Welcome to our newest series. In “Friday Favorites,” our team will share a handful of favorite items. These can range from clothes to beauty products to recipes to books and anything in between.
I wrote about my favorite teas in Friday Favorites a few months ago and started off by declaring that I know tea. I highlighted the types of tea I like to drink throughout the day using commercial brands of tea bags for simplicity’s sake.
But I was called out by a reader who correctly commented that one cannot claim to know tea without even mentioning loose-leaf tea. I was so excited to hear from her and thanked her for taking the time to write. And she was absolutely correct.
So I’ll be talking all things loose-leaf tea and the things I prefer for sampling and drinking it!
In a word: flavor! When you purchase loose-leaf tea, you are getting the whole leaf, which means you are getting all the oils and aroma the tea has to offer which translates into a robust, rich, flavorful brew.
You know how nobody wants to finish that last little bit of cereal because there is only dust and shards left? The same goes for tea. Commercial tea bags are made with broken tea leaves and leftover dust. Not only do you lose quality and taste, but broken tea leaves release more tannin (what makes some tea bitter tasting). The way that most tea bags are shaped also hinders the transference of flavor. You will notice that bagged loose tea usually comes in a pyramid-shaped sachet which allows the tea to steep properly.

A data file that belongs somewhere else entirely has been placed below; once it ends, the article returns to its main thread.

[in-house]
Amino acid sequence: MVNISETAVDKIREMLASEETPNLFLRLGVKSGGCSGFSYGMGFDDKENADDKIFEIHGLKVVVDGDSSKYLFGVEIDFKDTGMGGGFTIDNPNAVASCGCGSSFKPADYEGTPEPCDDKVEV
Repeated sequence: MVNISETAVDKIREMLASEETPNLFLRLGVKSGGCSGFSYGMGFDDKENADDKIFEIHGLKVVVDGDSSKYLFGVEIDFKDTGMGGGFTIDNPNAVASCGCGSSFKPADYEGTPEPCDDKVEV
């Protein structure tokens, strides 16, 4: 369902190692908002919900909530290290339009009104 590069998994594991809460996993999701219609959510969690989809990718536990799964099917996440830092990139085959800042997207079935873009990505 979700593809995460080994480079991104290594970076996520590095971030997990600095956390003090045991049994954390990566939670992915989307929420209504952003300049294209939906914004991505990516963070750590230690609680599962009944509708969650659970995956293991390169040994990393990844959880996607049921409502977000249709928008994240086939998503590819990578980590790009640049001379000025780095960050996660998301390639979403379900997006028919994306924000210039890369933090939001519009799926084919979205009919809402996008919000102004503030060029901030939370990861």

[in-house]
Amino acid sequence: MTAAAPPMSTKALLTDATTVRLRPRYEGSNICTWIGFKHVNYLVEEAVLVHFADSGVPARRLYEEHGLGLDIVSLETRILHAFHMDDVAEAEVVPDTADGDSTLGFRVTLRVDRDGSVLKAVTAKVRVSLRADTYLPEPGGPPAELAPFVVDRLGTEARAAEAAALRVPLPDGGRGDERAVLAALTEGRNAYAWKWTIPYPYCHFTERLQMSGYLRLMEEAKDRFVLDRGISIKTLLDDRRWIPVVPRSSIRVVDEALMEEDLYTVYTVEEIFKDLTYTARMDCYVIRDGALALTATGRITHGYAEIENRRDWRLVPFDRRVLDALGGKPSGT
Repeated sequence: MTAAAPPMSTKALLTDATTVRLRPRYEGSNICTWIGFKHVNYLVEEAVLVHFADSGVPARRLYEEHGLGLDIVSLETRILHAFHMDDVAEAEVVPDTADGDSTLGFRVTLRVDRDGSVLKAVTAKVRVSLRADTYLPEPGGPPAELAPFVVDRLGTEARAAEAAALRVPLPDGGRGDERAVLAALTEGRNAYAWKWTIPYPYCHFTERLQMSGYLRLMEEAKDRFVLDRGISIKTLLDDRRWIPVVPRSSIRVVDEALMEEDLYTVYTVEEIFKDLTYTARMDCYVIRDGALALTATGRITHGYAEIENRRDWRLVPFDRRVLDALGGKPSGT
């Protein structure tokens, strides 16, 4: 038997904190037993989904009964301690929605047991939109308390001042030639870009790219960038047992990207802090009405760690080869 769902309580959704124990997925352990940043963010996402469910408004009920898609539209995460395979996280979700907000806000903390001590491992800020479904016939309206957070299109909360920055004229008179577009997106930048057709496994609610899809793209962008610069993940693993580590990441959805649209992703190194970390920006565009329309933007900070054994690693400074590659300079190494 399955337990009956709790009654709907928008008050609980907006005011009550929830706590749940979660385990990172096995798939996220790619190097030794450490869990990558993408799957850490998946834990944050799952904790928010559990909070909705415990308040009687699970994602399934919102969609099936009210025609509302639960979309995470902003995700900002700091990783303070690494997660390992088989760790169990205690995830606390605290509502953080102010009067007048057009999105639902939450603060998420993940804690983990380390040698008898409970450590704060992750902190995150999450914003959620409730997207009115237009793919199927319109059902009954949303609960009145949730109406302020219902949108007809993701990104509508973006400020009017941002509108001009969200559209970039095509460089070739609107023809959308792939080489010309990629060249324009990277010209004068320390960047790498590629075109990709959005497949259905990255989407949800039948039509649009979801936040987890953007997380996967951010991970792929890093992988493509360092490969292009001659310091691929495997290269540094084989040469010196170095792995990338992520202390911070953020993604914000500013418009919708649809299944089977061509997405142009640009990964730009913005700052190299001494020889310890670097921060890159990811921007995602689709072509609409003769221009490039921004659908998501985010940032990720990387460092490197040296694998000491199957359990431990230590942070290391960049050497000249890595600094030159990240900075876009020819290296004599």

Plethora is the word that comes to mind when describing the number of tea varieties on a loose-leaf tea menu.
It’s fun to try different teas, but can be overwhelming and expensive if you get something you don’t enjoy. Two pieces of advice: start with what you know you like first and ask for samples of teas you want to try so you can venture into the unknown.
Many of my current favorites are the result of sampling. Most tea shops have samples already packaged and if they don’t, will happily prepare a sample for you upon request.
An advantage to frequent moves and vacations: discovering shops and restaurants that become favorite haunts. I stumbled on one of my favorite places to buy tea while attending a wedding in Boulder: KuCha House of Tea. From personalized customer service, quick order turnaround, and slick efficient packaging to the variety and quality of the teas, there is nothing not to love about this shop.
Another favorite was recommended to me by a fellow tea fan: The Tea Spot. They are my go-to for loose leaf teas, and they bag them which makes it really easy to take to work.
The most important consideration for storing your loose-leaf tea is that it be airtight. You can accomplish that with many materials: tin, ceramic, or glass will work. However, if you do use glass and it’s not dark glass, store it in the pantry or a drawer so light exposure doesn’t degrade your tea.
I use tins. I buy them in bulk from Amazon, and they are easy to store, label, clean, and reuse.
Just like tea varieties, diffusing methods are also varied and plentiful. Diffusers come in all shapes and sizes and can be practical, portable, or whimsical. It’s another area where your personal preference comes into play. Here is a picture of my favorite diffusers, but there are tons of options out there!
Not only is it summer, but many people only drink cold tea. You can easily make iced tea with your favorite loose leaf tea blends. Whether you brew it hot or cold, it is always refreshing and delicious. I do both with equal success.
Here is an after shot of cold-brew tea. I put it in the refrigerator in the evening, and it’s ready to drink in the morning.